Tooling down Speedway

During the nearly 40 years that I've been in Tucson, I have lived in seven separate locations, all of them between Speedway and Broadway. The farthest west was on the other side of Stone; the farthest east was where I live now, near Rincon High. I can't explain this territoriality. I didn't think about it. It just happened.

These days I work in Oro Valley, so I only get to prowl my strip of Tucson on the weekends. On Sunday mornings I spin and do yoga downtown—at O2 Modern Fitness (fantastic)—and I get there by zooming west on a nearly deserted Broadway, rarely hitting a light. It's fun to be out and about downtown these days—the place is obviously (finally) thriving, with dog walkers and bikers and stroller-pushers and yoga-mat bearers threading their way through the now-easing streetcar construction.

Coming back, I have errands on Speedway, and as a longtime former denizen, I like to keep an eye on the UA. So I pop up Euclid—I love the neighborhoods west of the U where I lived years ago—and turn east.

The most striking thing going on at the U is the new luxury high-rise student housing at Park and Speedway.

I don't think isolating students in vertical ghettos is necessarily a bad thing—as opposed to sprinkling them through otherwise quiet neighborhoods—but the "luxury" component of the project is, to my mind, shocking. There's an analysis of what colleges and universities are about that goes like this: Universities are actually real-estate development consortiums with a uniquely predatory financing method—extracting arbitrarily huge amounts of borrowed money from thoughtless, optimistic young people in return for a piece of paper that allows them to find the kind of job they will need to service their education debt. For decades.

Student debt has become a serious bubble that's distorting the economy—remember what the last bubble did?—and messing up people's lives in a fairly onerous way. I have friends who are well into their 30s who work hard, live hand to mouth and are not even close to paying off the debt they racked up in college. This is a fairly new phenomenon—it used to be only law and med students who emerged from school with the burden of debt that's now common—and we do not yet know where it will take us.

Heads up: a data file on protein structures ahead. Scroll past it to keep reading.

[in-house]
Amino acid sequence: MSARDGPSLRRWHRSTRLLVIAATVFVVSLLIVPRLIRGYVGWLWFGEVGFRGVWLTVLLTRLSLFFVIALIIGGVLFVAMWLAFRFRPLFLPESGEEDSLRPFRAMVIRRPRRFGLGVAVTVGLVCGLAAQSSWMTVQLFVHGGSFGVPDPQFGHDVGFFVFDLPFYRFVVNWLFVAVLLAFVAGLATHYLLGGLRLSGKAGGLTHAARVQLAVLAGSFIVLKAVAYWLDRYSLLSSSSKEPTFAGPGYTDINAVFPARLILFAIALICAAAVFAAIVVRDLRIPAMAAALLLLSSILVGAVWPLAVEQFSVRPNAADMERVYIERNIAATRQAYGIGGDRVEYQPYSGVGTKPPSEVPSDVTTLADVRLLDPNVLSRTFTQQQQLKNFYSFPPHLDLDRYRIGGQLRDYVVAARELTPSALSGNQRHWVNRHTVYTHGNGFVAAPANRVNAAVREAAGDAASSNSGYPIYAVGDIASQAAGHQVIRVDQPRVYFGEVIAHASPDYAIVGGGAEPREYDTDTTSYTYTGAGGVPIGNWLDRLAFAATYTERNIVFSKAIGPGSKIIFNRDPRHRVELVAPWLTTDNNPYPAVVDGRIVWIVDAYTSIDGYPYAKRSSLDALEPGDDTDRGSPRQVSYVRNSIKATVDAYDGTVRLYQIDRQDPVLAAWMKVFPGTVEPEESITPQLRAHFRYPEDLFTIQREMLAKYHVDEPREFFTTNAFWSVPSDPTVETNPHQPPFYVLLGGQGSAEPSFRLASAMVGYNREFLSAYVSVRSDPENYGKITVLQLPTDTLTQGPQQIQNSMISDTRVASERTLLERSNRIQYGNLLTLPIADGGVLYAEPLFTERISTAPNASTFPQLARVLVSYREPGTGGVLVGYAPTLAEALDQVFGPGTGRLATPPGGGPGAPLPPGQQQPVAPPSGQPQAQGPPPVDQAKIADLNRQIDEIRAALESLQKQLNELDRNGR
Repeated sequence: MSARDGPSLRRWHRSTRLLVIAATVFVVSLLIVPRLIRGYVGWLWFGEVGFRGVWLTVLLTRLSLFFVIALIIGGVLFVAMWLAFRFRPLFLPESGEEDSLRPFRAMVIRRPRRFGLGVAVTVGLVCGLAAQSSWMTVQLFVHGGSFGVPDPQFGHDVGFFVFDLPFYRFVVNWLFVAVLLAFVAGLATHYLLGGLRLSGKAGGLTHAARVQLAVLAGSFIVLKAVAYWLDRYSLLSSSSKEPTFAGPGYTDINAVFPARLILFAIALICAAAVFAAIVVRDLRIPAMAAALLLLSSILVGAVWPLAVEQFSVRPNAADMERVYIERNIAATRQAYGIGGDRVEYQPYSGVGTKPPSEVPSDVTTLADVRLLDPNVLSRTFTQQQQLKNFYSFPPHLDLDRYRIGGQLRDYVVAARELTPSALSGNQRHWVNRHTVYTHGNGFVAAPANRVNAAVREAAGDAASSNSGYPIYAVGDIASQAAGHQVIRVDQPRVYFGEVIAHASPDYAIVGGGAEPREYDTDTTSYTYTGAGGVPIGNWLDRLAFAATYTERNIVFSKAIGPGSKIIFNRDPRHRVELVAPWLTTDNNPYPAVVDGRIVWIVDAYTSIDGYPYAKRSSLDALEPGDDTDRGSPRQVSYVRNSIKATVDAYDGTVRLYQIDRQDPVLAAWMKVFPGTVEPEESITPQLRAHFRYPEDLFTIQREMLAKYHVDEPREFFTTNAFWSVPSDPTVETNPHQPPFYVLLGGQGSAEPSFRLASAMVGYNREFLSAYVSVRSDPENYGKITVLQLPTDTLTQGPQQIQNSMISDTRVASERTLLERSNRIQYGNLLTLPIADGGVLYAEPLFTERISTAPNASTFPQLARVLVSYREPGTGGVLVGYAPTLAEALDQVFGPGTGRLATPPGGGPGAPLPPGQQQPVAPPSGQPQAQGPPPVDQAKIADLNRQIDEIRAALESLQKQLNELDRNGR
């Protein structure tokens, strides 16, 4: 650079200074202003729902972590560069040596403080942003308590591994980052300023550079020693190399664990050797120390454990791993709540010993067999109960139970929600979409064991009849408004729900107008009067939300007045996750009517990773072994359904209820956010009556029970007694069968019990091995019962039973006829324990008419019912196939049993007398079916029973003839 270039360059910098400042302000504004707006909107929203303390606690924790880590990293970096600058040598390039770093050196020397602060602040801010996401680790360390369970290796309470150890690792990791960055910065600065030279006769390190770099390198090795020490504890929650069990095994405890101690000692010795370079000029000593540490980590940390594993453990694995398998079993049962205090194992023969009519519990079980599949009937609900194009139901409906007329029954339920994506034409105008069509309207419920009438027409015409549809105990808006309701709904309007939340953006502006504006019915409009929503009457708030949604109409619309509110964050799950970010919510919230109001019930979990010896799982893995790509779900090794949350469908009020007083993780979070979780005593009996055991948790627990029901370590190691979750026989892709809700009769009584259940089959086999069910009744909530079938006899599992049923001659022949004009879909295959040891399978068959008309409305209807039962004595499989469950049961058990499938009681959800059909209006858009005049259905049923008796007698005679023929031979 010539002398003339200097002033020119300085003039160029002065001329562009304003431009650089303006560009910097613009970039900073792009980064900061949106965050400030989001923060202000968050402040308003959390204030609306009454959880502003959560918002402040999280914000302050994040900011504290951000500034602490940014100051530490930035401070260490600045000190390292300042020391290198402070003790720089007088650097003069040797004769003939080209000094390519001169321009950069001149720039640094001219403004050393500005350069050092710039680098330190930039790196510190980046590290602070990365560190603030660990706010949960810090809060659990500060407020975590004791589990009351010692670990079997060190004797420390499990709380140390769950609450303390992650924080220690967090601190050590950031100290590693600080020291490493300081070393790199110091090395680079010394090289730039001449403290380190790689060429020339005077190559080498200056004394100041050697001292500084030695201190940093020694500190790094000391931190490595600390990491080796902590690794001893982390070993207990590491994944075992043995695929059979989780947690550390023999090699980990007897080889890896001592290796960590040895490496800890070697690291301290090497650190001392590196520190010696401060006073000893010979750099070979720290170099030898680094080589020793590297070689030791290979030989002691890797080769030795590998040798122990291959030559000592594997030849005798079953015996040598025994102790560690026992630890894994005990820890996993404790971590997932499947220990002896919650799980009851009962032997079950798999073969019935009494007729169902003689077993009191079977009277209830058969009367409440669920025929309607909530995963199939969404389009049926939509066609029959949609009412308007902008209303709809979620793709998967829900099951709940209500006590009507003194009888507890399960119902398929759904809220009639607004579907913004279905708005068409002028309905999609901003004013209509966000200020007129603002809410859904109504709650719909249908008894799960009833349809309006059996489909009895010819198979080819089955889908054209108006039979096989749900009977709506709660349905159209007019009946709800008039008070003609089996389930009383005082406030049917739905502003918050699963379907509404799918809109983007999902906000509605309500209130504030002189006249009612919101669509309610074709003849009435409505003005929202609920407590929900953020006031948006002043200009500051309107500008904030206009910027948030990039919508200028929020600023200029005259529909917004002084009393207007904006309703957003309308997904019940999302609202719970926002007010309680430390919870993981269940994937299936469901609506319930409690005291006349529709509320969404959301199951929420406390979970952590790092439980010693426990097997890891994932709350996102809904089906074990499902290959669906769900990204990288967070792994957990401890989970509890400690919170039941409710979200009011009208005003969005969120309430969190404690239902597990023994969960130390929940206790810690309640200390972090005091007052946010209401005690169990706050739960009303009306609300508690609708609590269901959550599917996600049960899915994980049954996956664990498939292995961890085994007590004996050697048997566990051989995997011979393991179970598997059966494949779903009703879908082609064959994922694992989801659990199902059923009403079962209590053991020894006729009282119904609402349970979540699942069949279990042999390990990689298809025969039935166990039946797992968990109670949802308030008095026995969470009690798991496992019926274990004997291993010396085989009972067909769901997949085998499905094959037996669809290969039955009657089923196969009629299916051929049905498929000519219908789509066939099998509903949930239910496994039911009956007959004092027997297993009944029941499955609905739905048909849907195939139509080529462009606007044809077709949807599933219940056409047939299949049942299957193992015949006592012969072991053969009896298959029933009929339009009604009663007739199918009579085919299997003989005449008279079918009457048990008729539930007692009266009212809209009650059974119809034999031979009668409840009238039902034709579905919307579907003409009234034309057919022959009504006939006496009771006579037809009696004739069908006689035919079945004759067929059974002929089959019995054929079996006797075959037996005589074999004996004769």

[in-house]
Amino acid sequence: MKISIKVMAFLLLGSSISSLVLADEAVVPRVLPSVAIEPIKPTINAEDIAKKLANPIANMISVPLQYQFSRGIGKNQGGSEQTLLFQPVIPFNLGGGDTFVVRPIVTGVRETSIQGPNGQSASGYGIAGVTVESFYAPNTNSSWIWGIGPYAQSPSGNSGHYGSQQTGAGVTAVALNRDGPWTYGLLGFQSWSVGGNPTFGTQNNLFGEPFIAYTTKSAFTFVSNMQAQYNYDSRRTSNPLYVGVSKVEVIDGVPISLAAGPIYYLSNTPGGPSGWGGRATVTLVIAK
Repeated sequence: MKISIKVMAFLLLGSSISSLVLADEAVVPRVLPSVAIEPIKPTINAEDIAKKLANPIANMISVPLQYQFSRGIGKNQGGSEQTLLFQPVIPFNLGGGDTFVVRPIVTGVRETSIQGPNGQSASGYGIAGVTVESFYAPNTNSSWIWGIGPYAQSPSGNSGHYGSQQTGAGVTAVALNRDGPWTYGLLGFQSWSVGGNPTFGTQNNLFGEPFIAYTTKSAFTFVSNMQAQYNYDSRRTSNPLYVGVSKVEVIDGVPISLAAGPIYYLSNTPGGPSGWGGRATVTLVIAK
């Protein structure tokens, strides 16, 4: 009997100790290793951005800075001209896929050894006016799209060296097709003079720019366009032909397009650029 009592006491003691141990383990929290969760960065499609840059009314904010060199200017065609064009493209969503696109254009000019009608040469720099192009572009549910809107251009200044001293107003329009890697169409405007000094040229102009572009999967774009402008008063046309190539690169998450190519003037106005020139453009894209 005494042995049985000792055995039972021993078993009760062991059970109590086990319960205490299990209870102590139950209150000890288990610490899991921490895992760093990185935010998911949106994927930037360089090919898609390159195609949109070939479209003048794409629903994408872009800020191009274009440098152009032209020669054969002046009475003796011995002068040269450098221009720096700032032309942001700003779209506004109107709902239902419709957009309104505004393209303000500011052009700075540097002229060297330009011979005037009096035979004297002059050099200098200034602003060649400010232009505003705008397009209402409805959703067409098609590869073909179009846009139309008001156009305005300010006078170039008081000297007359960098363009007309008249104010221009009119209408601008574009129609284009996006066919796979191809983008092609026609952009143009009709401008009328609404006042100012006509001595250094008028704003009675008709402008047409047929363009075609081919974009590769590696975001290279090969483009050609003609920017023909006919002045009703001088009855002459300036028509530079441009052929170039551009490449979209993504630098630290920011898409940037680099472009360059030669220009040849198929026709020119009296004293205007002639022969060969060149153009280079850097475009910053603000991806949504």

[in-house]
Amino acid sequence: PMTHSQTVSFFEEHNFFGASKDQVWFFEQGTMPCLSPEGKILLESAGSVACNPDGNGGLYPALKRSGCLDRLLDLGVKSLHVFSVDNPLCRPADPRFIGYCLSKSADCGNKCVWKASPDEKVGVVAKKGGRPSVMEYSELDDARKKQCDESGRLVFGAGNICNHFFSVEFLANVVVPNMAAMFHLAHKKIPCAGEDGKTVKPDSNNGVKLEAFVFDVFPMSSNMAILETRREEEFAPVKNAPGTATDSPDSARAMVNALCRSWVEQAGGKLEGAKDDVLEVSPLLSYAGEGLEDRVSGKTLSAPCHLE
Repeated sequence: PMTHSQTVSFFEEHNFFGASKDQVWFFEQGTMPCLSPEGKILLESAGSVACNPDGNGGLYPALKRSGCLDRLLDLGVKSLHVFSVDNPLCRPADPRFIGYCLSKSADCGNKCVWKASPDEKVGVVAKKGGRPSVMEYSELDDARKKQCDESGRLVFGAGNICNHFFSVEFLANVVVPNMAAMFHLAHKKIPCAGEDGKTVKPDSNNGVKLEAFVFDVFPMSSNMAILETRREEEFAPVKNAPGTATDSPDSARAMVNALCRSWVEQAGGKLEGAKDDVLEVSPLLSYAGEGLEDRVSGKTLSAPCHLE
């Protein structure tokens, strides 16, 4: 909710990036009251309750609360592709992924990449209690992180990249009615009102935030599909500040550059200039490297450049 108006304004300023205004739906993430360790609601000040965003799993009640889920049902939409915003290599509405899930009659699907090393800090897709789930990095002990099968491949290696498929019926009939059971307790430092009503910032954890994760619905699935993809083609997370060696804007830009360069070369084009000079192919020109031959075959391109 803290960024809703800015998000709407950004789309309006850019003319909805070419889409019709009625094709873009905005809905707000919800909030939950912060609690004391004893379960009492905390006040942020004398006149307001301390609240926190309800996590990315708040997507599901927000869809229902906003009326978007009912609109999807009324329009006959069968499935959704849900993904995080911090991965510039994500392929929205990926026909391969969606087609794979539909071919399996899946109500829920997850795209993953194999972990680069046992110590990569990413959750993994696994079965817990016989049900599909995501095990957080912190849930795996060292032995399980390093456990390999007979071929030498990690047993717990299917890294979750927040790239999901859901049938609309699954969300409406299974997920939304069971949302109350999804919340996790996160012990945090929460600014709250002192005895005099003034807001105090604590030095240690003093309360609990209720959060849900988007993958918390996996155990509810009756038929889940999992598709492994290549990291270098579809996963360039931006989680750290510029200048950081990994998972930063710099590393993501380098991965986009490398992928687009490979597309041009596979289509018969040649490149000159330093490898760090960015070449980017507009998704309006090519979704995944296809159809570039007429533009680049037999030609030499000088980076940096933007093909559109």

So. That luxury student housing tower with the state-of-the-art gyms, quartz countertops and flat-screen TVs? A well-upholstered trap for silly 18-year-olds who'll be paying for those amenities 20 years from now. The UA ought to be ashamed of itself.

Farther east on Speedway, past the ever-burgeoning brick grandeur of campus, things quickly get checkered. Fascinations Superstore sits next to the janitor supply place, and Feast is across the street from the Bashful Bandit. Then you hit Country Club, where the famous Ugliest Street in America photo was taken in 1970. It looks a lot better now—widening, a sign code, and some mesquites and palo verdes have made a big difference. In fact, there's a hip, prosperous section along there where Casa Video, Whole Foods, Gadabout, the Loft, Zia Records and a clump of yoga studios are located. Speedway looks pretty good for a while.

And then it slips back into scruffy character, with a hardscrabble mix of resale shops, auto supply stores, check-cashing joints, fast food establishments and pawn-pawn-pawn. I count eight pawn/coin/we-buy-gold places between Alvernon and Craycroft, one of which seems to be called We Buy Gold. (Someone else seems to have noticed the proliferation—the other day there was an A-frame in front of Baum's Sporting Goods that read, "We don't buy gold.")

And what's up with the sign of one of the newest places, USA Pawn and Jewelry, near Rosemont? It's the largest and ugliest plastic pole sign I have ever seen, extending right out over the sidewalk to end flush with the curb. Is this remotely legal?

Just for fun, I looked up the city of Tucson's sign code, and as far as I can tell the sign is completely against the rules. (Of course the code is full of language about "exceptions." Maybe there's an exception for signs that look like they were designed in Powerpoint by a fourth-grader. Those can hang out into the street.)

All I want to know is, who got paid off?

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